- The law prescribes different periods within which a person who has a grievance should go to court.
- For example, if somebody has borrowed your money and not returned it, you should approach the court within three years from the date you lent the money.
- If you don’t go to the court within that time, the courts will not be of help to recover your money. This is called the limitation period.
- After the limitation period, you cannot enforce your rights in a court.
- The Limitation Act 1963 prescribes different limitation periods for different kinds of claims.
- Some other Acts such as the Consumer Protection Act also prescribe limitation periods
Provisions of Limitation Law 1963
The Limitation Act,1963 extends to the whole of India except the State of Jammu and Kashmir. The period has been prescribed in Schedule to the Act.
Generally, it is as follows –
- 3 years for a suit relating to accounts, contracts, declarations, decrees, suits relating to movable property, recovery of law suit under a contract etc.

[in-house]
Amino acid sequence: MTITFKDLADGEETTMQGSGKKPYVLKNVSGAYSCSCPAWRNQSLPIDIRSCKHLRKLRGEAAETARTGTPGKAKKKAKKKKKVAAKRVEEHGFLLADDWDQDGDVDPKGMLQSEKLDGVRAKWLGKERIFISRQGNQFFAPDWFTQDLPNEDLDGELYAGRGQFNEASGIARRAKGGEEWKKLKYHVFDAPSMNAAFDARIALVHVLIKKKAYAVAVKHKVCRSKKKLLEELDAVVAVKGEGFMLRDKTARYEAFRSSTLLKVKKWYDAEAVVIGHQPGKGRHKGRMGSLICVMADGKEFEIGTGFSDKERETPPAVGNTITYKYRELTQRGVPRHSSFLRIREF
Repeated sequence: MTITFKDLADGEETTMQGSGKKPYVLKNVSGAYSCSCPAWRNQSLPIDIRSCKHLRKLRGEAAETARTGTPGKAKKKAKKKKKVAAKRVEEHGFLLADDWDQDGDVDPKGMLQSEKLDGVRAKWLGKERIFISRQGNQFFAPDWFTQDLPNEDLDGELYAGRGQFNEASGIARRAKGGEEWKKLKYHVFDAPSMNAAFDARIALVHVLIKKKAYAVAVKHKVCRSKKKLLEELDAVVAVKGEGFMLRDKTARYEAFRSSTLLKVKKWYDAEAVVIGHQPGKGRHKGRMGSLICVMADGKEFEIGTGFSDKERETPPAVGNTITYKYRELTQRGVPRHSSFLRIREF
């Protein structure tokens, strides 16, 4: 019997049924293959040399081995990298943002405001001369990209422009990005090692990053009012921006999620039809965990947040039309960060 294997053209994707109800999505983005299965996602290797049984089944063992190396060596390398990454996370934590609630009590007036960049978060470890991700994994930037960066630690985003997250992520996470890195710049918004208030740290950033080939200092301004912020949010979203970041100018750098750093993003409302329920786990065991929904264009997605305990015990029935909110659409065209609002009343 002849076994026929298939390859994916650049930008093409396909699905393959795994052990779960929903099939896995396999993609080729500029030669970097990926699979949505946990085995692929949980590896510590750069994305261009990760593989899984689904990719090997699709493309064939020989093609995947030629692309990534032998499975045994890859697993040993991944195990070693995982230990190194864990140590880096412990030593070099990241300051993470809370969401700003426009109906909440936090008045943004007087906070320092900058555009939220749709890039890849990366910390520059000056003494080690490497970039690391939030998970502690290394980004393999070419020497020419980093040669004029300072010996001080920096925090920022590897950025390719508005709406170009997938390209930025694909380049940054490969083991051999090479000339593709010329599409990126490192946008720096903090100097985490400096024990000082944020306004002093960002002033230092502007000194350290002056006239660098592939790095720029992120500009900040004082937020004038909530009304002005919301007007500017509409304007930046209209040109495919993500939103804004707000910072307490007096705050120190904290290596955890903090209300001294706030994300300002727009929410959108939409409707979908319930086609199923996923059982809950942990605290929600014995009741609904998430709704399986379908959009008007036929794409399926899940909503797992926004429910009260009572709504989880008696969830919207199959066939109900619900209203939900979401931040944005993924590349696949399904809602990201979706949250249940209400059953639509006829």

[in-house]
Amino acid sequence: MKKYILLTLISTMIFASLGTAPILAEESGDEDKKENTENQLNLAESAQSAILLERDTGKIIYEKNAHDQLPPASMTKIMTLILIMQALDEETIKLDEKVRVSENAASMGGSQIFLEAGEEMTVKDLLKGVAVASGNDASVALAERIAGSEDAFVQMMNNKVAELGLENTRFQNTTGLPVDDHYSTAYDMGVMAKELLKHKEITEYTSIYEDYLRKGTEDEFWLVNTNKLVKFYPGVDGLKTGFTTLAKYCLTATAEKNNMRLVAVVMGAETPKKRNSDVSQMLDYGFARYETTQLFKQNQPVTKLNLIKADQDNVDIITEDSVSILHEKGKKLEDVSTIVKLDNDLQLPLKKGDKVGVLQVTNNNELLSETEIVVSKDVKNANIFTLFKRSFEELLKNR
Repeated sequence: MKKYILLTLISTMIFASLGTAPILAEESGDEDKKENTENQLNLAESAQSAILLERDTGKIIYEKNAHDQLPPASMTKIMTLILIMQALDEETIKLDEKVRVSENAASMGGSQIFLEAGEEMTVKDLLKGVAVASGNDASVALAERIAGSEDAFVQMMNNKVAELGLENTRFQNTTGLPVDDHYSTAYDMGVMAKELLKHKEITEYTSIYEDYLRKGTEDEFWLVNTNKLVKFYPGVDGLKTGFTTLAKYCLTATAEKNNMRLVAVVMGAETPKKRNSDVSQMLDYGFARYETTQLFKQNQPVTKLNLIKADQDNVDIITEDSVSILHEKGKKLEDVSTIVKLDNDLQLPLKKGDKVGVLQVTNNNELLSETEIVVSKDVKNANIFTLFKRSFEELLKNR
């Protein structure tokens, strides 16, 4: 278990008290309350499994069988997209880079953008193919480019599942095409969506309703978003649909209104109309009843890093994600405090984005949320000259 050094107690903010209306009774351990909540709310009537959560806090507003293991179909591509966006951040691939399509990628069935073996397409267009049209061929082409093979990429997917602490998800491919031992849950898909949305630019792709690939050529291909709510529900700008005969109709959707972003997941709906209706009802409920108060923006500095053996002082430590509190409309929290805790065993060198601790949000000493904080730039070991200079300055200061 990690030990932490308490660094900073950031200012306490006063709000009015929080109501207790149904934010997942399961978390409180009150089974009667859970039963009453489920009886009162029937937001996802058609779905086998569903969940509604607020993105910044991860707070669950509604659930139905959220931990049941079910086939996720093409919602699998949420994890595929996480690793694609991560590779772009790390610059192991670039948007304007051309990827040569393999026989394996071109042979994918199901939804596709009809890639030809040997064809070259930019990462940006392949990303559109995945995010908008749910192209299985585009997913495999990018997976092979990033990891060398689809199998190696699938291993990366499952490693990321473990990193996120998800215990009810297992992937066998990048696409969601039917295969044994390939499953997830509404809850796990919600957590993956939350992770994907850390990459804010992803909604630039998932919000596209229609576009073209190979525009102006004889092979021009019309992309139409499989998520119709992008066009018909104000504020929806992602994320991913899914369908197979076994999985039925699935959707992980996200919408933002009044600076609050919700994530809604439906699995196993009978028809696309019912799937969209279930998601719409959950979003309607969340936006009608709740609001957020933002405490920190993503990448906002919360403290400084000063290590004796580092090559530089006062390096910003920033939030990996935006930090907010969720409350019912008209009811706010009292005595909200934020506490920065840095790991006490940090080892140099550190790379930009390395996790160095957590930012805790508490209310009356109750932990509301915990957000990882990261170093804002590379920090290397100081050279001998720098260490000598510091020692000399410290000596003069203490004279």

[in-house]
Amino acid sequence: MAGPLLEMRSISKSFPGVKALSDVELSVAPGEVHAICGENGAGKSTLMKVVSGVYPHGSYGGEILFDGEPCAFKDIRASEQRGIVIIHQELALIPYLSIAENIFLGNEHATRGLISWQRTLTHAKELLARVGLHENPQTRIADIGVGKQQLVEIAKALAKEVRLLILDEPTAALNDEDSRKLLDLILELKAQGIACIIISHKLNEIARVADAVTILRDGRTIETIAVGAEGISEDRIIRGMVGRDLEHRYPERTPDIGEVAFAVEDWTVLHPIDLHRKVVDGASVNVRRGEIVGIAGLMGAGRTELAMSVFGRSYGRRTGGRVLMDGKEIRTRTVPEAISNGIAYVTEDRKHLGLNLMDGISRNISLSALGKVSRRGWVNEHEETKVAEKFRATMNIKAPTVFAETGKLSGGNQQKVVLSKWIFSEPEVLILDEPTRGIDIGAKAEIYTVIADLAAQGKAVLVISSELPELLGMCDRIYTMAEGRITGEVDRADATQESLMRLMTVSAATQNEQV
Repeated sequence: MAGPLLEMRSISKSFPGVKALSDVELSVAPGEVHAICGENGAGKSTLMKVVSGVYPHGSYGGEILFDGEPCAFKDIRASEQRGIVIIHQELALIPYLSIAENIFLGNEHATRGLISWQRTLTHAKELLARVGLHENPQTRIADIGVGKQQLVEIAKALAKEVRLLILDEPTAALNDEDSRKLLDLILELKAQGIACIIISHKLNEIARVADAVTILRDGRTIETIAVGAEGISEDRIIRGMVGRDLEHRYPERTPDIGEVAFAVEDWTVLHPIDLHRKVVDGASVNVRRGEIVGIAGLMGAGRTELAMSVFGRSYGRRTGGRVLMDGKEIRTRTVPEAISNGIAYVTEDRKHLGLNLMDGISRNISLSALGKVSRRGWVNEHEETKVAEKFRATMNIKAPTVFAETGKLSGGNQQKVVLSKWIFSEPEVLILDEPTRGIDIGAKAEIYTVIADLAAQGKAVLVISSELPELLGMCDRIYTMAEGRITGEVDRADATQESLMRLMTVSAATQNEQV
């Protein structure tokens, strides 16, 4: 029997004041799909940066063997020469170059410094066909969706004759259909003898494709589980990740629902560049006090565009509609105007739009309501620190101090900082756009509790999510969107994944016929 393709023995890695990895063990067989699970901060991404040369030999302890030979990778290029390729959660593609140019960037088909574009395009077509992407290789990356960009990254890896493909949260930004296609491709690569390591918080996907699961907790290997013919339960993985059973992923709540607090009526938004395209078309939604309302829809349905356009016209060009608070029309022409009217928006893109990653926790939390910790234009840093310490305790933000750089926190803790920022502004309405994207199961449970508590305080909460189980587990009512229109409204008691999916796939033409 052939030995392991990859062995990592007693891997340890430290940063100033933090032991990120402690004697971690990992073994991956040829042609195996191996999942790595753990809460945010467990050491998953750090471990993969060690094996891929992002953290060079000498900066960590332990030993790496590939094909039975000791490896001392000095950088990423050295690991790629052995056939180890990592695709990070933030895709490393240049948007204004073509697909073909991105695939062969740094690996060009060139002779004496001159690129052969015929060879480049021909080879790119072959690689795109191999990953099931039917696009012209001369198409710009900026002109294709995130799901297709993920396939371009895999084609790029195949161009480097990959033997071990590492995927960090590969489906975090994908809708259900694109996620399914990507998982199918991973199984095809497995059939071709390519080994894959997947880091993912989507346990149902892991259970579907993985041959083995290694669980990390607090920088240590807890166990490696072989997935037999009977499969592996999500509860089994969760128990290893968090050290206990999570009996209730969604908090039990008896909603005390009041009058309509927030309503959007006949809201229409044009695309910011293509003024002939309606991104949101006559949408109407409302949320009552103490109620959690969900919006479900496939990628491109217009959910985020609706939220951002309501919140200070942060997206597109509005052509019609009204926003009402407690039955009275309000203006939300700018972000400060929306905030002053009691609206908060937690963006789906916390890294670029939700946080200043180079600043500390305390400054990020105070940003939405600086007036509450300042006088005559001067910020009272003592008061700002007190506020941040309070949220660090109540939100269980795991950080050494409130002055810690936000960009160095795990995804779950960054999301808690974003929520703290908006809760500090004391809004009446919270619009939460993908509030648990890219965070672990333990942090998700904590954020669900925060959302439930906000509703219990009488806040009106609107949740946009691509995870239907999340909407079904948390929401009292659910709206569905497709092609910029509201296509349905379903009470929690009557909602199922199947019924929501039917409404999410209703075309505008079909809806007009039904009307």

- 12 years for suits relating to possession of immovable property and 30 years for mortgaged property
- One year for suit relating to torts (3 years for compensation in certain cases
- 30 to 90 days in case of appeals under Civil Procedure Code and Criminal Procedure Code.
In case, the prescribed period for any suit, appeal or application expires on a day when the court is closed, the suit, appeal or application may be instituted on the day when the court reopens, as provided under Section 4 of the act.
Period of filing appeal and application can be extended if proper cause is shown.
Rule 3-A has been inserted by the Amendment Act of 1976. It provides that where an appeal has been presented after the expiry of the period of limitation specified therefor, it shall be accompanied by an application that the applicant has sufficient cause for not preferring the appeal within the time.
Mould your thought: Why did the Supreme Court order Extension of the Limitation Period? Discuss the provisions of Limitation Act 1963.
Approach to the answer:
- Discuss the reasons for the extension
- Write about the use of Limitation Period in Law
- Discuss the provisions of Limitation Act 1963